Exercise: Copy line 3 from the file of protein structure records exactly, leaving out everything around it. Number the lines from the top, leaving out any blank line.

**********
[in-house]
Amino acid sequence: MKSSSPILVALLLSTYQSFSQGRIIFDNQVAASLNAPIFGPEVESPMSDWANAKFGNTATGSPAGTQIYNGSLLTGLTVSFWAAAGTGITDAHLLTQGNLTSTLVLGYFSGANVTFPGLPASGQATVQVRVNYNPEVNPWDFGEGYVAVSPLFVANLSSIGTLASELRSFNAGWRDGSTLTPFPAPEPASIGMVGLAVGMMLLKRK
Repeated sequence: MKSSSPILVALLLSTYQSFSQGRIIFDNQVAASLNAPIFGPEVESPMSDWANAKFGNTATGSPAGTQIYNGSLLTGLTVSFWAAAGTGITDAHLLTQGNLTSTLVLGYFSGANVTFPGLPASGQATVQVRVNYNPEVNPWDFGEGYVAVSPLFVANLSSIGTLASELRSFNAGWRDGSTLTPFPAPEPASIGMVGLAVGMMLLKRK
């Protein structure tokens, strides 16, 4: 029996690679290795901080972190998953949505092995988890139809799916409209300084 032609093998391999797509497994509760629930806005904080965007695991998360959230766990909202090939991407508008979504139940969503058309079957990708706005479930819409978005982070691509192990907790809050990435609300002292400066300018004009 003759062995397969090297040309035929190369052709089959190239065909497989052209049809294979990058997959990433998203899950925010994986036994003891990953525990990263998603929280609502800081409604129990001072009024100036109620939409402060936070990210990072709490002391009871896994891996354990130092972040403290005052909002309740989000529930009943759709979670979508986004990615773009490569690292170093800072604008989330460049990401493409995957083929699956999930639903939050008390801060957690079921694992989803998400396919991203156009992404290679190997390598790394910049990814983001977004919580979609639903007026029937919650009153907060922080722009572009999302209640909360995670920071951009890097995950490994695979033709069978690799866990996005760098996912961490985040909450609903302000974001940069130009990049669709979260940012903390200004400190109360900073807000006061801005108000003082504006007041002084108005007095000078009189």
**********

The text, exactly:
Repeated sequence: MKSSSPILVALLLSTYQSFSQGRIIFDNQVAASLNAPIFGPEVESPMSDWANAKFGNTATGSPAGTQIYNGSLLTGLTVSFWAAAGTGITDAHLLTQGNLTSTLVLGYFSGANVTFPGLPASGQATVQVRVNYNPEVNPWDFGEGYVAVSPLFVANLSSIGTLASELRSFNAGWRDGSTLTPFPAPEPASIGMVGLAVGMMLLKRK